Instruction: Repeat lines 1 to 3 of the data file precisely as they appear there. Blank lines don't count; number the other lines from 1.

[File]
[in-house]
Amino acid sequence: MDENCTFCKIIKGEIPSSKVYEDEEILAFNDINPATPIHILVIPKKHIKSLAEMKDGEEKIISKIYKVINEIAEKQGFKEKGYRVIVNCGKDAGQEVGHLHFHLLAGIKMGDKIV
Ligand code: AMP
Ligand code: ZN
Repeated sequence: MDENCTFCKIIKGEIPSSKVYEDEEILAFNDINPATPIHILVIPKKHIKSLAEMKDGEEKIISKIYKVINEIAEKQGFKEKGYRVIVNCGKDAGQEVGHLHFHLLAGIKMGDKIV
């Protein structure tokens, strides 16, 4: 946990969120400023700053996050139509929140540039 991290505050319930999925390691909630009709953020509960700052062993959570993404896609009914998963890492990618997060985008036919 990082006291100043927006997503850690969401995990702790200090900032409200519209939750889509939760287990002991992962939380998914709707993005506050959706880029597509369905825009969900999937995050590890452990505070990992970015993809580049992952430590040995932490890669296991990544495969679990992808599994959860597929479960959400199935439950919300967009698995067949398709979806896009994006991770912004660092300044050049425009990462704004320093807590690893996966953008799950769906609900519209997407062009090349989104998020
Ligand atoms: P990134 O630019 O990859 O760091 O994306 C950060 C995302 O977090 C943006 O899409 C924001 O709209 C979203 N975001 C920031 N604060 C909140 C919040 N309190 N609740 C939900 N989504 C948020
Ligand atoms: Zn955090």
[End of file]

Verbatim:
[in-house]
Amino acid sequence: MDENCTFCKIIKGEIPSSKVYEDEEILAFNDINPATPIHILVIPKKHIKSLAEMKDGEEKIISKIYKVINEIAEKQGFKEKGYRVIVNCGKDAGQEVGHLHFHLLAGIKMGDKIV
Ligand code: AMP